During an interview Wednesday on "The View," host Whoopi Goldberg repeatedly pressured Democratic presidential candidate Bernie Sanders over his decision to remain in the race, while he trails far behind in the delegate count to former Vice President Joe Biden. 

“I have to ask you this question now because I have been watching to see what you were going to do, and I'm told that you intend to stay in this race for president because you believe there is a path to victory,” Goldberg said. “I want to know what that path is because this feels a little bit like it did when you didn't come out when Hillary Clinton was clearly the person folks were going for.” 

“That’s not quite accurate,” Sanders replied. “I worked as hard as I could for Hillary Clinton.” 

Goldberg claimed it took a “long time” for Sanders to endorse and support Clinton during the 2016 election. She then repeated her question: “Why are you still in the race?” 

“Last I heard, people in a democracy have a right to vote, and they have a right to vote for the agenda that they think can work for America, especially in this very, very difficult moment," Sanders replied. “We are assessing our campaign, as a matter of fact, where we want to go forward, but people in a democracy do have a right to vote.  And right now in this unprecedented moment in American history, I think we need to have a very serious look at how we need to go forward.”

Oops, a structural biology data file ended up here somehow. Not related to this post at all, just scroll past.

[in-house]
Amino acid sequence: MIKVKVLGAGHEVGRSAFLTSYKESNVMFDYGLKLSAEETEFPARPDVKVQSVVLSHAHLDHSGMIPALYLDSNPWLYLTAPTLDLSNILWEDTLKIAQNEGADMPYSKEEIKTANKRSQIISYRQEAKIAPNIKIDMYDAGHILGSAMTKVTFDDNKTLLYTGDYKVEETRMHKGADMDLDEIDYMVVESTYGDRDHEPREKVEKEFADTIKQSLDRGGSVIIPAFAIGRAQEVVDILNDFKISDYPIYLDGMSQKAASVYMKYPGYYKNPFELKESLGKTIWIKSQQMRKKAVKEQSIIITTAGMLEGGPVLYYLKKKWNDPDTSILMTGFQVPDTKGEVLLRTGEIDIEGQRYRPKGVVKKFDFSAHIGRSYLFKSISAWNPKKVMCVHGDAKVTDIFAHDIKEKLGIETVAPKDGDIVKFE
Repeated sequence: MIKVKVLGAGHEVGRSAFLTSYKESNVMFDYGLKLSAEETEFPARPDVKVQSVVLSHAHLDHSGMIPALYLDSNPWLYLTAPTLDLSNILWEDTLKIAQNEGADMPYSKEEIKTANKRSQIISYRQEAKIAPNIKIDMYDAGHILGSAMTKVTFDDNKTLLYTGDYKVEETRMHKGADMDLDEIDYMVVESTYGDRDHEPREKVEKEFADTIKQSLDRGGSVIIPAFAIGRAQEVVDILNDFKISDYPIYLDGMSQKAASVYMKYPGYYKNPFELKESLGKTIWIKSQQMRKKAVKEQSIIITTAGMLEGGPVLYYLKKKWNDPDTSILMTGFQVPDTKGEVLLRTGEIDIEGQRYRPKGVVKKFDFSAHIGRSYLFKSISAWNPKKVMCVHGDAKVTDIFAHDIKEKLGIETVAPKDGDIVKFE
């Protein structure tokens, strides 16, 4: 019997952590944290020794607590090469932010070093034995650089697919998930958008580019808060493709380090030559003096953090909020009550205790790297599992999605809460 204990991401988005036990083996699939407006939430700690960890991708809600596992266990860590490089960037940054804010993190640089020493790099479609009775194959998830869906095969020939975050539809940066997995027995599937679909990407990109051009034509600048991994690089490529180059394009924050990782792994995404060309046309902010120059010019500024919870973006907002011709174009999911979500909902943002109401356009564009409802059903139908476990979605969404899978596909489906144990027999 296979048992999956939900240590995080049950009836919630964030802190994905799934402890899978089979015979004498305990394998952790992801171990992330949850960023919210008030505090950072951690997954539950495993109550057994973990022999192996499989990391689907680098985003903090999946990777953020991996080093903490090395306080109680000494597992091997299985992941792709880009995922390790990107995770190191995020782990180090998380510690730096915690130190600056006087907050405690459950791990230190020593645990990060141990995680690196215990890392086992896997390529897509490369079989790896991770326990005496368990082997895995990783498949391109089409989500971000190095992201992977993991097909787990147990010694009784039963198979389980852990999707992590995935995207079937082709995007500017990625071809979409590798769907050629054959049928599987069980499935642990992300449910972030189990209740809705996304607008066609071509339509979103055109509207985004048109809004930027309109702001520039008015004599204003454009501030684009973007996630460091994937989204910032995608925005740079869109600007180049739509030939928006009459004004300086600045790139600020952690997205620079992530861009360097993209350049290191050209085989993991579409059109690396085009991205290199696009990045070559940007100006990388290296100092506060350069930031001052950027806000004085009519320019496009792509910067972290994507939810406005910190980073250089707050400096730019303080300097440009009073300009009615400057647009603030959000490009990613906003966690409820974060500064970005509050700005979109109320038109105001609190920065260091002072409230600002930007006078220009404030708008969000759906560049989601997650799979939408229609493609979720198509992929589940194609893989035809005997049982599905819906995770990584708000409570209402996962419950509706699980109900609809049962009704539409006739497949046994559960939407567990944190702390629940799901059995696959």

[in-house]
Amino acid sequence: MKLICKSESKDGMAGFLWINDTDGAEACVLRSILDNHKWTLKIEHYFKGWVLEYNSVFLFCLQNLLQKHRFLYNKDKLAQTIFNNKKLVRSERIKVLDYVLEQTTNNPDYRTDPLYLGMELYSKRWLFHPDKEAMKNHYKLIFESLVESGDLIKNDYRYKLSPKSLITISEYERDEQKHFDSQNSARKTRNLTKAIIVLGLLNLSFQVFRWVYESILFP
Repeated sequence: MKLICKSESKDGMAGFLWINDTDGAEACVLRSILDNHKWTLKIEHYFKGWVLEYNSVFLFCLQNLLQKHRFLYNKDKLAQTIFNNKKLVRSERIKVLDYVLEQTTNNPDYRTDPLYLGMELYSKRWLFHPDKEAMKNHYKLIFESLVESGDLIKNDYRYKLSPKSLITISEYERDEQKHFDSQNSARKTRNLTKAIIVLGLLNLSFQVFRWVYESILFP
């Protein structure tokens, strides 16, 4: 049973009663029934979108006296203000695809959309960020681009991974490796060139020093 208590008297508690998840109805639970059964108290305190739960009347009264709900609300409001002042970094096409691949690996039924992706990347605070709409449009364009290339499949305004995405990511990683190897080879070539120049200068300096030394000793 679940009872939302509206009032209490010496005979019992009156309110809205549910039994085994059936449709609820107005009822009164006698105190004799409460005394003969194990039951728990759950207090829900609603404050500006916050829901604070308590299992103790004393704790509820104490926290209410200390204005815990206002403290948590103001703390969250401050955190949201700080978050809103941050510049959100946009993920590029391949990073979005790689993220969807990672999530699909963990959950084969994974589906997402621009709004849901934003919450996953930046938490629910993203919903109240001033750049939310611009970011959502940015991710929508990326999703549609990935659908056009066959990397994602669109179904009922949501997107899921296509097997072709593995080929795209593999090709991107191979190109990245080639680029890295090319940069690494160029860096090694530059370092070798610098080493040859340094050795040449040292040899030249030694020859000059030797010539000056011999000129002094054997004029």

As the coronavirus has spread, Sanders has promoted his “Medicare-for-All” policy, which would mean every American would receive free public insurance paid by taxes. Sanders believes the program would be critical for citizens who have lost their jobs due to the virus, as most Americans currently receive health insurance from their employer. 

Biden has previously said he would not support “Medicare for all,” citing the cost of the program. He also claimed that the policy would not help hospitals dealing with the burden of coronavirus. In their last debate, Biden noted that Italy has a single-payer system and have been ravaged by COVID-19.

Both Sanders and Biden have called off in-person rallies due to the coronavirus, and have instead used digital events to connect with supporters. Both candidates have frequently criticized President Trump for his response to the crisis, as he originally downplayed the severity of the virus and compared it to influenza. 

Biden currently has 1,217 delegates, while Sanders has 914.